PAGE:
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no return whatever is made. This is not a new subject, but it has a direct bearing upon the industrial department of state and from that viewpoint must be taken into consideration. And if this should seem to pertain to economies rather than law, I need only mention that the economic advancement of a people must measure the necessity and limit the extent of government. It is a foundation of law.
Under the old-time condition of individual enterprise, the chance for taking tribute out of the work and the needs and the industry of others was comparatively limited. Modern economic conditions, including the coming of steam and electric power, railways, telegraphs, telephones, marvelous and powerful machinery, giant factories, invention after invention protected by patent, corporate strength of financial power, specialization of industry and the consequent radical changes in the methods of production and distribution, and the extent of market, have resulted in an opportunity for exploitation never before existing in the world; and with the opportunity has come the exploitation. What concerns us in this discussion is not so much how, nor not at all by whom, the exploitation has been accomplished and is being accomplished; but only the fact, the extent and the effect of the practice.
As an illustration of the rapid workings of modern industry and the opportunities it presents, it might be well to cite a recent instance. Through many years of development modern photography was finally erolved; having the modern steam engine with which to furnish power, the inventors, step by step, constructed the dynamo and the electric light; someone brought out the celluloid picture film; the schools had ascertained the number of impressions per second necessary to present a continuous picture to the eye; inventors combined these works of others and produced the moving picture machine with its almost magic powers of illusion; by the aid of the modern corporation the picture show system was founded; by the aid of the railways and the express companies the films were enabled to travel the circuits and furnish regular entertainment; by the aid of the United States mails and the telegraph it became possible to perfect and keep going the business arrangement of the system ; by one means and another the business was centralized and controlled; the result was, the picture show, as we know it today, entertaining millions and causing the flow of constant revenue from every city and town and village in the nation. It is said that within a very few yearsless time than it would take a young lawyer to build up a sound business--this enterprise has made at least thirty men millionaires. This instance is cited, not for the purpose of proving any unjust exactions from the people, but merely to illustrate the possibilities presented by modern economic conditions.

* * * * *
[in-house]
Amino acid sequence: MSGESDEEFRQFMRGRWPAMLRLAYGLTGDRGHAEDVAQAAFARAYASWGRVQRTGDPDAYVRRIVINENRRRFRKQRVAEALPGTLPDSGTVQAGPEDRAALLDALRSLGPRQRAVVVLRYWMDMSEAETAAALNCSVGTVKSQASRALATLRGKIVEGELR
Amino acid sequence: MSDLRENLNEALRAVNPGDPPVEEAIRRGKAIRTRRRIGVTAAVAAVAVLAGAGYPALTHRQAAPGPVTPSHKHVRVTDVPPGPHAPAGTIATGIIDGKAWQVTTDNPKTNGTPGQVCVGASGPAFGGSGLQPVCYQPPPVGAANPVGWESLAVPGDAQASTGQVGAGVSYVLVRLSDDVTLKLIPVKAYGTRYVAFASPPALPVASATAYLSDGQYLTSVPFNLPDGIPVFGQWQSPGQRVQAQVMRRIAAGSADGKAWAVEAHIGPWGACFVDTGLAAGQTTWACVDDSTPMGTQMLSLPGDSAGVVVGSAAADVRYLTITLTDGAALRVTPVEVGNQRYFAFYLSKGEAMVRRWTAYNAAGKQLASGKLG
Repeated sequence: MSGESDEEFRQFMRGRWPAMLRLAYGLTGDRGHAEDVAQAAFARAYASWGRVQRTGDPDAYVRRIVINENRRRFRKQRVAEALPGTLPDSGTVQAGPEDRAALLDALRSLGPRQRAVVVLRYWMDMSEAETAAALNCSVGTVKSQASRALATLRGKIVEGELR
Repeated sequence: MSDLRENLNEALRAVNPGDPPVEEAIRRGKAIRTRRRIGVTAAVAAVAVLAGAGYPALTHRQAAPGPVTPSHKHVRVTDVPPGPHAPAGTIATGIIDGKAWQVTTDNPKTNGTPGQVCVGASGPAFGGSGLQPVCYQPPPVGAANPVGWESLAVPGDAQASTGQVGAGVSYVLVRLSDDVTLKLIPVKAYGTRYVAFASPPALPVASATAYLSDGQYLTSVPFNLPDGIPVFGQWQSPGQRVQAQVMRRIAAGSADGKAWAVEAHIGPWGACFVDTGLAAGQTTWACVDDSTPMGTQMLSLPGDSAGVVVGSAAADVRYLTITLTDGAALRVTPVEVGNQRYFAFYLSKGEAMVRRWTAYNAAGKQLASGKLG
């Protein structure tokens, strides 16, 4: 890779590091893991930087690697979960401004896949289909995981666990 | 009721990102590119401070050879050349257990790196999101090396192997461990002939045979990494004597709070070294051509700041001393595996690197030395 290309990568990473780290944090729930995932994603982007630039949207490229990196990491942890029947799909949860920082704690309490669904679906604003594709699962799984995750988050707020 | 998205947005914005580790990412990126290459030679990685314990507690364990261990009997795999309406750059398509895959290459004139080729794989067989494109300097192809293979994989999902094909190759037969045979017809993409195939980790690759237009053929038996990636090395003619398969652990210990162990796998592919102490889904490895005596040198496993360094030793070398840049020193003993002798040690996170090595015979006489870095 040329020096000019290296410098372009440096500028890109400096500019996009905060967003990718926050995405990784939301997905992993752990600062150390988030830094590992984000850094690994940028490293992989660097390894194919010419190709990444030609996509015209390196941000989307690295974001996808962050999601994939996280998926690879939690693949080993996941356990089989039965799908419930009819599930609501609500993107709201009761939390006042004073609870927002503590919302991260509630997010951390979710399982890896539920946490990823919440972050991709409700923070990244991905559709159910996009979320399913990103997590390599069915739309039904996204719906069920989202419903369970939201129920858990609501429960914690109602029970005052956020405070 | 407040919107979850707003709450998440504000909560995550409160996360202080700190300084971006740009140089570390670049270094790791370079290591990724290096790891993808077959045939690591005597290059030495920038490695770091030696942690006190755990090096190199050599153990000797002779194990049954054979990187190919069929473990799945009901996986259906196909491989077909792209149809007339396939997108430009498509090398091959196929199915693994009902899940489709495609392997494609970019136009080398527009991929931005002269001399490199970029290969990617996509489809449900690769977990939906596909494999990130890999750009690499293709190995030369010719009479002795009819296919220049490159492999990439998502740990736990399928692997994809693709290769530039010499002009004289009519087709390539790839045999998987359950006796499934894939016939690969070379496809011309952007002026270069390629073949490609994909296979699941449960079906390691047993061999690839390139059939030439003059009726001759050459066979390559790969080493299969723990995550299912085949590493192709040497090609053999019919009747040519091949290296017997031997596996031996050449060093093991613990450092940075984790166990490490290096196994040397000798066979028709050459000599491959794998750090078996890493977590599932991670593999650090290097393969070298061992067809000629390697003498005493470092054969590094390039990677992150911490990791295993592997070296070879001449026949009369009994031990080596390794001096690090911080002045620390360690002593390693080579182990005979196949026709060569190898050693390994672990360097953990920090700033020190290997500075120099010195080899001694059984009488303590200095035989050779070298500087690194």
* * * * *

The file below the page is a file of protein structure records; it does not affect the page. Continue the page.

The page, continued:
We have reached an age of specialization of industry; of division, of combination, of rapid re-arrangement. Steel working becomes first an individualized industry, then a list of companies. then a corporation. The old country smokehouses give place to the centralized packing companies; a single feature of railroading is made over into the express companies; night-travel gives opportunity for the Pullman system. Telephones come first as a local convenience, and next are a nation-wide system, necessary to all business. The changes are rapid, extensive, surprising. The invention of yesterday becomes the convenience of today, and tomorrow will be built into the structure of business.